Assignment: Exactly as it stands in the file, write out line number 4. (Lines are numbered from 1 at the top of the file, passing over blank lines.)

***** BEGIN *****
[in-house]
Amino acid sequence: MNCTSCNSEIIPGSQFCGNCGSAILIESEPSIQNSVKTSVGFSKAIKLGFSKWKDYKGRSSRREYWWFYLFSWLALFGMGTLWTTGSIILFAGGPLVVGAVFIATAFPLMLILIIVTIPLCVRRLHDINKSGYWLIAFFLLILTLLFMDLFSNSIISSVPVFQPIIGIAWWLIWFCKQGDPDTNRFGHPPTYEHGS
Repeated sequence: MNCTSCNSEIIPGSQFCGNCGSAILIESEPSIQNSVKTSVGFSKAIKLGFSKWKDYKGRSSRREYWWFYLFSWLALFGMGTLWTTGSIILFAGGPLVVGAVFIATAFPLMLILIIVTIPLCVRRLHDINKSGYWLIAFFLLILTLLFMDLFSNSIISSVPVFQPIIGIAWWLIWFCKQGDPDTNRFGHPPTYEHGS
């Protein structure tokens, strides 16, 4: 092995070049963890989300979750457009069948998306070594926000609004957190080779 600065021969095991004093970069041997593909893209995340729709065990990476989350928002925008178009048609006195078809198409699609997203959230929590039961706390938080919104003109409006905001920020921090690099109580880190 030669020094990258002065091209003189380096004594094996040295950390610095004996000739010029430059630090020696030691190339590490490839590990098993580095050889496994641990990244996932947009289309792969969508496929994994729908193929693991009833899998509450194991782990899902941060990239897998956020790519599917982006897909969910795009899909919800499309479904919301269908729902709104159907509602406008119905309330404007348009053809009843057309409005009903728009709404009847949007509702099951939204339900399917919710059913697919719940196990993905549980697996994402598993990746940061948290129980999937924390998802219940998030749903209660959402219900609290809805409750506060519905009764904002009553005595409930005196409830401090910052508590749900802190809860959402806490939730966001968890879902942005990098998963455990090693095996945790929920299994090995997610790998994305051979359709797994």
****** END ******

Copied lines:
């Protein structure tokens, strides 16, 4: 092995070049963890989300979750457009069948998306070594926000609004957190080779 600065021969095991004093970069041997593909893209995340729709065990990476989350928002925008178009048609006195078809198409699609997203959230929590039961706390938080919104003109409006905001920020921090690099109580880190 030669020094990258002065091209003189380096004594094996040295950390610095004996000739010029430059630090020696030691190339590490490839590990098993580095050889496994641990990244996932947009289309792969969508496929994994729908193929693991009833899998509450194991782990899902941060990239897998956020790519599917982006897909969910795009899909919800499309479904919301269908729902709104159907509602406008119905309330404007348009053809009843057309409005009903728009709404009847949007509702099951939204339900399917919710059913697919719940196990993905549980697996994402598993990746940061948290129980999937924390998802219940998030749903209660959402219900609290809805409750506060519905009764904002009553005595409930005196409830401090910052508590749900802190809860959402806490939730966001968890879902942005990098998963455990090693095996945790929920299994090995997610790998994305051979359709797994």